Repairing Snapped Bonsai Branches



Repairing Snapped Bonsai Branches

A favourite bonsai is blown off a bench during strong winds and several important branches get broken. Or, when wiring a tree, a branch is bent a little too far and the branch snaps.

Judging by the number of questions raised on the bonsai forums over the years, these are events that have happened to all of us at least once. Very often an enthusiast has tried to repair the branch themselves and though the cambium layer repairs itself, the wound keeps reopening and is a weak point in the branch.

So how do you successfully repair a snapped branch? Or does it just need to be removed and regrown? Though I have seen many repairs and remedies offered by fellow enthusiasts (ranging from the ridiculous to the sublime) the best way of repairing a snapped branch is extraordinarily simple.

snapped privet branch

I’ve snapped this thin Privet branch and it shows a pretty typical scenario. As a two-year old shoot, the wood is quite brittle so it has snapped on one side while being bent into position.

If the branch is completely separated into two pieces, it cannot be repaired and should be pruned away and the wound cleaned up. However, if one side of the cambium layer (branch) is still attached naturally, it can literally be glued back together.

repair snapped branch with superglue 

A spot of superglue (any brand) is put onto the surface of the wood……

repaired branch

……………. and the branch is glued back together. It really is as simple as that!

The superglue glues the woody parts of the branch together very tightly and supports the branch while the wound (and cambium layer) heals. Eventually both sides of the snapped branch grow together; this can take as little as 3 or 4 weeks on vigorous branches during the growing season.

I find that the repair is so strong that the branch can be manipulated (wired into position) within 5 minutes of the repair being made. The repair site will have lost its elasticity though, so don’t not try to create a bend at that point.

Any excess superglue will dry a white colour on the surrounding bark. It is unsightly so try to avoid using too much superglue when making your repair but any excess will fall away naturally after a few months.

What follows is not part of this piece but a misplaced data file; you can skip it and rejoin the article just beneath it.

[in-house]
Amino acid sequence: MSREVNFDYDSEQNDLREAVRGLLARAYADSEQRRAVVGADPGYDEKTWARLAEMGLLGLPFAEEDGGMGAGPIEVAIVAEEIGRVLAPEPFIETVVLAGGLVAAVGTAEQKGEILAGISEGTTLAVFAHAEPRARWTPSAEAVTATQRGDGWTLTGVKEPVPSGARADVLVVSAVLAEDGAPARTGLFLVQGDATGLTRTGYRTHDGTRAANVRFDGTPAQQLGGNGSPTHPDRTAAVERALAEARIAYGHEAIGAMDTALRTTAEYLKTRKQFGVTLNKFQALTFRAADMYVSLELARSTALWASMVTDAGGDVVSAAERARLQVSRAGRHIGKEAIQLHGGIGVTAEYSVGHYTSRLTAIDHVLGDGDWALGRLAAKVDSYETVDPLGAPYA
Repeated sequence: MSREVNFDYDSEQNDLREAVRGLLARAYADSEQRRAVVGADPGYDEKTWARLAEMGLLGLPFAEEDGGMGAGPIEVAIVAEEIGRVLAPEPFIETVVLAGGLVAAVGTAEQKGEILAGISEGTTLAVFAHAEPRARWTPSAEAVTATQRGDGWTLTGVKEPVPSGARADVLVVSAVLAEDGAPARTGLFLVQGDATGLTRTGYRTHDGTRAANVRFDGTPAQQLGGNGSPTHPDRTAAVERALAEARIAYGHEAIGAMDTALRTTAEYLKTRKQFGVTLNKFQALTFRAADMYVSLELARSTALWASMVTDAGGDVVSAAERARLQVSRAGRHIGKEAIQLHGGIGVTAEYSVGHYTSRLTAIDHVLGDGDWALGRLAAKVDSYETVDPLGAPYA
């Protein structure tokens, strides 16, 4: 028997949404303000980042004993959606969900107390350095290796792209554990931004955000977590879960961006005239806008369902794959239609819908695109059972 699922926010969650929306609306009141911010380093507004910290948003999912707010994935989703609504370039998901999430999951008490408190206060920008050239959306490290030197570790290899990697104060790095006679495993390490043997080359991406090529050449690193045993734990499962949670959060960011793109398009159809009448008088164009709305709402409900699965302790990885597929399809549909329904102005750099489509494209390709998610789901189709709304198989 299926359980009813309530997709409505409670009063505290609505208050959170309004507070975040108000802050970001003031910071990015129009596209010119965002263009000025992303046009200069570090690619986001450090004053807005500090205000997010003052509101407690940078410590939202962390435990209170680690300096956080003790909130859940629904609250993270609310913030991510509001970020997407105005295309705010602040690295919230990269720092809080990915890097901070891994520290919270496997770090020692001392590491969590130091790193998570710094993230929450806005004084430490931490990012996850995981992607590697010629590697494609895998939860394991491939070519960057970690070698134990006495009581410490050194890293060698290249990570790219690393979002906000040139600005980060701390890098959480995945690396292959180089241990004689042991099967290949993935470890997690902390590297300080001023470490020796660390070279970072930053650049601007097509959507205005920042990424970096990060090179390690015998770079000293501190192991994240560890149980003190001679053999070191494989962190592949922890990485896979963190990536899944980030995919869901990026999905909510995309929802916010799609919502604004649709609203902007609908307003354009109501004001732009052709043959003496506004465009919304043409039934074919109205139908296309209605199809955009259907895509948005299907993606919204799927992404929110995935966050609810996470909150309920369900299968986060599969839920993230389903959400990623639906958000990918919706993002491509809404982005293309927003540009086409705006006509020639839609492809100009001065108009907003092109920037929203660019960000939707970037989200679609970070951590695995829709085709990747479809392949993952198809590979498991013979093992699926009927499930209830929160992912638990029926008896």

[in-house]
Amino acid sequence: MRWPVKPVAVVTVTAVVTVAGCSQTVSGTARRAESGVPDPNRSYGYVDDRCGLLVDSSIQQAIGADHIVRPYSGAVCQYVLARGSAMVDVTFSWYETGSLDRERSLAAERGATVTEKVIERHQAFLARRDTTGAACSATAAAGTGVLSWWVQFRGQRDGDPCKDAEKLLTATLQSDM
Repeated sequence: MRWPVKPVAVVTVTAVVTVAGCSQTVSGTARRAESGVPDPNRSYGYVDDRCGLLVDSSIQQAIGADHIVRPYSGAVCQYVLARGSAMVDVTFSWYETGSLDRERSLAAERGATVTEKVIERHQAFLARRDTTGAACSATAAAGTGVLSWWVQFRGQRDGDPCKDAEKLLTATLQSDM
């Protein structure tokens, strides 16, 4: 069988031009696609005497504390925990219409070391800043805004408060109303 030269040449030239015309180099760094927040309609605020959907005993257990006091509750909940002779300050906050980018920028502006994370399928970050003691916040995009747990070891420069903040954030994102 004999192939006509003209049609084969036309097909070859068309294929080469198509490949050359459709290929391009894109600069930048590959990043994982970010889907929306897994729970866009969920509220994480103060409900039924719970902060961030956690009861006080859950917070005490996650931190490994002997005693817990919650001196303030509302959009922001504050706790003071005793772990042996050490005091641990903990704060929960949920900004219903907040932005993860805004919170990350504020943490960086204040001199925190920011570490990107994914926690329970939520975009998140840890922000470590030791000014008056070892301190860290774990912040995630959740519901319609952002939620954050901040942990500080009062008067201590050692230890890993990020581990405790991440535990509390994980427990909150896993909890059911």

Finally, always keep some superglue to hand. If you do a lot of wiring you will find it becomes a valuable tool!

  • I find that as thicker branches are stronger and more robust they tend to splinter rather than snap and so this article focuses on branches up to around 1/2″ thick. However, repairs can be made using this technique with thicker branches.

  • Superglue is not poisonous to a tree and will not harm the tree or the branch, nor will spilt superglue damage any leaves (it just looks awful).

  • Superglue can be used on woody or tender shoots.

  • There is no need to wrap or protect the glued area on branches of less than 1/2″, above this diameter, a thin spread of vaseline over the damaged bark/cambium is more than sufficient.

  • There is no need to wire the branch or for the branch to be wired for the repair to be successful

  • Though superglue is not necessarily the strongest glue on the market, it is the fact that it dries very rapidly and will tolerate moisture (in the wood) that makes it so effective for repairing branches.

  • This technique can be used on all tree species; coniferous, deciduous or broadleaf tree during active growth or during dormanc

By the author of, Harry Harrington.
The widely acclaimed beginners bonsai book and your introduction to the Art of Bonsai!

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August 16, 2022


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